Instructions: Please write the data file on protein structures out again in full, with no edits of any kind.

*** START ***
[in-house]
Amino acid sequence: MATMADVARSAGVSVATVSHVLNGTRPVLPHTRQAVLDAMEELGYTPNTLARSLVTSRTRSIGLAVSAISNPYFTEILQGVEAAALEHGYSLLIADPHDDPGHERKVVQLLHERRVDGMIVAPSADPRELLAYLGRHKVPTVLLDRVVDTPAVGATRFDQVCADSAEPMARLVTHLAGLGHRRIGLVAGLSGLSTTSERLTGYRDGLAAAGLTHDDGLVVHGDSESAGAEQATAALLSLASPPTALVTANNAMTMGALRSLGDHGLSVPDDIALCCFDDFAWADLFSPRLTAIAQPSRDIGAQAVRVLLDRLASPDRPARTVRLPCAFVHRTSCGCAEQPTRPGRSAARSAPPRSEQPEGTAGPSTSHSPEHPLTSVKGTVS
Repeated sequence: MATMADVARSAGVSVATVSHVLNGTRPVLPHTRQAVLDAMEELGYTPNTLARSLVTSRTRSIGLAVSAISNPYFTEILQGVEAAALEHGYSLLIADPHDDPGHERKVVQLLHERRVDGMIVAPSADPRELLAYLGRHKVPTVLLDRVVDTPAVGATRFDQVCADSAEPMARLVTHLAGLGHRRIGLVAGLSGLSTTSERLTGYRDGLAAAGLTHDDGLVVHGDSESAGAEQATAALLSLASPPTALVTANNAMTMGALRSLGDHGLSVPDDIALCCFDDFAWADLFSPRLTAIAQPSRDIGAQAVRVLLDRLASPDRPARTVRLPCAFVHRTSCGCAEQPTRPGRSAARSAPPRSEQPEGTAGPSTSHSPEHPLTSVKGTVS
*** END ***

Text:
[in-house]
Amino acid sequence: MATMADVARSAGVSVATVSHVLNGTRPVLPHTRQAVLDAMEELGYTPNTLARSLVTSRTRSIGLAVSAISNPYFTEILQGVEAAALEHGYSLLIADPHDDPGHERKVVQLLHERRVDGMIVAPSADPRELLAYLGRHKVPTVLLDRVVDTPAVGATRFDQVCADSAEPMARLVTHLAGLGHRRIGLVAGLSGLSTTSERLTGYRDGLAAAGLTHDDGLVVHGDSESAGAEQATAALLSLASPPTALVTANNAMTMGALRSLGDHGLSVPDDIALCCFDDFAWADLFSPRLTAIAQPSRDIGAQAVRVLLDRLASPDRPARTVRLPCAFVHRTSCGCAEQPTRPGRSAARSAPPRSEQPEGTAGPSTSHSPEHPLTSVKGTVS
Repeated sequence: MATMADVARSAGVSVATVSHVLNGTRPVLPHTRQAVLDAMEELGYTPNTLARSLVTSRTRSIGLAVSAISNPYFTEILQGVEAAALEHGYSLLIADPHDDPGHERKVVQLLHERRVDGMIVAPSADPRELLAYLGRHKVPTVLLDRVVDTPAVGATRFDQVCADSAEPMARLVTHLAGLGHRRIGLVAGLSGLSTTSERLTGYRDGLAAAGLTHDDGLVVHGDSESAGAEQATAALLSLASPPTALVTANNAMTMGALRSLGDHGLSVPDDIALCCFDDFAWADLFSPRLTAIAQPSRDIGAQAVRVLLDRLASPDRPARTVRLPCAFVHRTSCGCAEQPTRPGRSAARSAPPRSEQPEGTAGPSTSHSPEHPLTSVKGTVS